Professor Dr André de Quadros, conductor, ethnomusicologist, human rights activist, and music educator has conducted and undertaken research in over forty countries and is a professor of music at Boston University where he also holds affiliated faculty appointments in the African Studies Center, the Center for the Study of Asia, the Institute for the Study of Muslim Societies and Civilizations, and the Prison Education Program. He is the music director and conductor of the Manado State University Choir, artistic director of a conducting institute at the Eric Ericson International Choral Centre: CONDUCTING 21C: Musical Leadership for a New Century, artistic director of the London International Music Festival, artistic director of Aswatuna – Arab Choral Festival, and artistic director of the Bali International Choir Festival. Apart from his work in two Boston prisons, he is involved in several community arts projects aimed at social change. He is the editor of The Cambridge Companion to Choral Music published by Cambridge University Press together with numerous articles and chapters. Since 2008, he has partnered in projects with Palestinian and Israeli choral musicians in Jerusalem, Galilee, the West Bank, and in the Arab world. He is a key partner in a national project to design and develop children’s community choirs in numerous cities in Mexico. Dr de Quadros’s studies have been at the Bombay School of Music, the University of Bombay, La Trobe University (Australia) – the University of Melbourne, Monash University (Australia), the Universität Mozarteum in Salzburg with a DAAD (German Academic Exchange Service) scholarship, and at the Victorian College of the Arts (Australia).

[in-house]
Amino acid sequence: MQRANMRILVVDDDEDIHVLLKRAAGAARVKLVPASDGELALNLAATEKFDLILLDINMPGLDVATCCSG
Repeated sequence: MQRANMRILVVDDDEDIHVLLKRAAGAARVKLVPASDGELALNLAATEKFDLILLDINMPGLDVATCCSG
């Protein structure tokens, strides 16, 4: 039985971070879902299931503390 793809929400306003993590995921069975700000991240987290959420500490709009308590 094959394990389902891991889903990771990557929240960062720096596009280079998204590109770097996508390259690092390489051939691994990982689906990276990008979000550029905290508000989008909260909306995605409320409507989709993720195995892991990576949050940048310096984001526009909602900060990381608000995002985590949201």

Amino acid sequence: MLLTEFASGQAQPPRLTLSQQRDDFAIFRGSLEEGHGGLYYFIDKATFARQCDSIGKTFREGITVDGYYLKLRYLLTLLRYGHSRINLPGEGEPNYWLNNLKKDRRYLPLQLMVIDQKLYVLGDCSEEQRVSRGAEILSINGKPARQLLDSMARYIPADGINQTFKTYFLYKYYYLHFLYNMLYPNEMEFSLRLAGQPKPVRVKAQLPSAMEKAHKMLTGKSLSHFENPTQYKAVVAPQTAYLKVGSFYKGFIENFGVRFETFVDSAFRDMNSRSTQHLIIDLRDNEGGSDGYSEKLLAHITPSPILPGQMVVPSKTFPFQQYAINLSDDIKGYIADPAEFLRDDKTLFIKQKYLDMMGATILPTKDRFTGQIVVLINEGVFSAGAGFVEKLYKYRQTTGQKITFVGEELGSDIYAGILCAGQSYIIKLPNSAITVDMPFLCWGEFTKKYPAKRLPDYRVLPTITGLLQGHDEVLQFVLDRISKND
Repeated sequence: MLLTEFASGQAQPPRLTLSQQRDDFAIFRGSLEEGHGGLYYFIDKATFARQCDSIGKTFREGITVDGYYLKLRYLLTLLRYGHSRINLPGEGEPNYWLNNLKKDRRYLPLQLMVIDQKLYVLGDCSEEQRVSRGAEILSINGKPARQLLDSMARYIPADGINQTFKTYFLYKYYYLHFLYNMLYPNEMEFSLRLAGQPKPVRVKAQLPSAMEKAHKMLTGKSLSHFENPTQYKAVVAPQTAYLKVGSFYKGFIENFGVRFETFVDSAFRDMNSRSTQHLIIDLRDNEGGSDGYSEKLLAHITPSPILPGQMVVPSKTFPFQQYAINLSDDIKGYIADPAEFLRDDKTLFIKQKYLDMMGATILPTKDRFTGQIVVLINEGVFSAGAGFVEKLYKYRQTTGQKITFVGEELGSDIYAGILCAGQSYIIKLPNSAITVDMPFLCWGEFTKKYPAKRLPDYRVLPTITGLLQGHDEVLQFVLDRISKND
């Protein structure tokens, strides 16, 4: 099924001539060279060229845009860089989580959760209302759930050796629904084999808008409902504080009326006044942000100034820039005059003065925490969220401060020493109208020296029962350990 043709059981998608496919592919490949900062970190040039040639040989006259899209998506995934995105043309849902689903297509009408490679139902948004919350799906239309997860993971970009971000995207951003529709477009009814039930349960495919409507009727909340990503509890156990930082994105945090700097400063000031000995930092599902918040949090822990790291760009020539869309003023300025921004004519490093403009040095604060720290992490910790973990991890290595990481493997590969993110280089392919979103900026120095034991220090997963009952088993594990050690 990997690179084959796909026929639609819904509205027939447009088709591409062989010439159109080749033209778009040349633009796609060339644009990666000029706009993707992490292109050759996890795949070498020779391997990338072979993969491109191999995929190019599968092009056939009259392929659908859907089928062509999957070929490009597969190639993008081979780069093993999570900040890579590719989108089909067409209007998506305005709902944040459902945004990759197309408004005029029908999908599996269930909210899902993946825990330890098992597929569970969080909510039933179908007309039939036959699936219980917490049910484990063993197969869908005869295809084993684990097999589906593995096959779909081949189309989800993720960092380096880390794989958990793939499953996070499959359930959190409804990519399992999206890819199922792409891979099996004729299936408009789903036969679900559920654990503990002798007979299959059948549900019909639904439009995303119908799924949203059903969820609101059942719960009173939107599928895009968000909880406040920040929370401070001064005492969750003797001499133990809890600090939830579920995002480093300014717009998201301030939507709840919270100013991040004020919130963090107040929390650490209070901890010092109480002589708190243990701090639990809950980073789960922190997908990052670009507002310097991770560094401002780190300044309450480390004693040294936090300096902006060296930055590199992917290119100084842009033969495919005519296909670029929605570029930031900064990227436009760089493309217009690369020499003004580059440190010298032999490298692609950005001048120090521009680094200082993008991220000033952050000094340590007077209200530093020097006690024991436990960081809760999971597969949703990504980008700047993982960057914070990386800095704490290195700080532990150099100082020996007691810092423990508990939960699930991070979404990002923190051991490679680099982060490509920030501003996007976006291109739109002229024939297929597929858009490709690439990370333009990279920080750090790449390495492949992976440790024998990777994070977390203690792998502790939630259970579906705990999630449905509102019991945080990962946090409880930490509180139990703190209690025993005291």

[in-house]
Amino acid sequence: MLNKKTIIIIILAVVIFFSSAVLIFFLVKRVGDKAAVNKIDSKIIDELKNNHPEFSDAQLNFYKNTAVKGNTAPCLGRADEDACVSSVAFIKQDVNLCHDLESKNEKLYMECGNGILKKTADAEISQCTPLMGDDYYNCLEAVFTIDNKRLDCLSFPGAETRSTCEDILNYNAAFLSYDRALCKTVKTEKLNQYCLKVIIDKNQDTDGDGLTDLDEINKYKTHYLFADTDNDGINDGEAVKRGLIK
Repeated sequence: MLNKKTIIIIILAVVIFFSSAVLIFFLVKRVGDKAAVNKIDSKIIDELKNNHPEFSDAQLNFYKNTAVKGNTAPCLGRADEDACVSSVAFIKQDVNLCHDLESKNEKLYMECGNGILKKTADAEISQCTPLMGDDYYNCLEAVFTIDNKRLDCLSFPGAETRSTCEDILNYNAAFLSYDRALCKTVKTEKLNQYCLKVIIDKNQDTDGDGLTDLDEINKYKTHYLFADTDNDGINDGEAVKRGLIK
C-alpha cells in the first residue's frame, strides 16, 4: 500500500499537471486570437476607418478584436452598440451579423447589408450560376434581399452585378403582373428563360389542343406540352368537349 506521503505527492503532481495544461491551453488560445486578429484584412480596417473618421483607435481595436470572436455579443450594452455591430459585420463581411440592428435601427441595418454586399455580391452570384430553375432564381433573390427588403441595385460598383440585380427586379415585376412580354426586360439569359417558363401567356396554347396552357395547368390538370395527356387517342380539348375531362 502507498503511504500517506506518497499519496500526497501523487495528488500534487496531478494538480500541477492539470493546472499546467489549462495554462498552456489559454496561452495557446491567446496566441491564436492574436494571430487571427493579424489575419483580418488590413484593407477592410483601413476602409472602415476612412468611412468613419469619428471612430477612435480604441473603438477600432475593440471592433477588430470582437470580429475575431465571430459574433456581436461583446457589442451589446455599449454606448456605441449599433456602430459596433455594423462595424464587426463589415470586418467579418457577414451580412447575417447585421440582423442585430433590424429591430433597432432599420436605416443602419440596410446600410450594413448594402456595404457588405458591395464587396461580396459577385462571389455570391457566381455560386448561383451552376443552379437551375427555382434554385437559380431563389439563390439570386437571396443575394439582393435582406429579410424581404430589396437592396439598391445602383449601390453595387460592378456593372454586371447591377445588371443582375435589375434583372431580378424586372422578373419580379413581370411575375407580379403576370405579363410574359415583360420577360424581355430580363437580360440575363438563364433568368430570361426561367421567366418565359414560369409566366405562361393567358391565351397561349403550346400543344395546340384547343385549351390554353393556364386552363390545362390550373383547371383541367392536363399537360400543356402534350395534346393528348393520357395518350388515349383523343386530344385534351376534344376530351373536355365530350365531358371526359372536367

Presentation: Music and the Forgotten World – An Empowerment Model in the Violence of American Prisons
The suffering of those in prison is not sufficiently known or recognized. With the large number of incarcerated men, women, and youth, America ranks at the top of countries with its per capita population of those under some kind of supervision in the criminal justice system. Every week for the last three years, around twenty men from a Boston prison come together for music sessions, and a slightly smaller group of women gather in a Boston women’s prison for such an activity. My colleagues and I have developed EMPOWERING SONG, an approach rooted in improvised song, poetry, bodywork, movement, and imagery for personal and communal transformation. Our model of music making seeks to displace existing authoritarian modes of pedagogy and practice. This presentation will describe the approach, with both the philosophical underpinnings and the process. I will provide numerous examples of artistic work arising from the prison. These examples will serve as impulses for discussion and enquiry into impact and empowerment.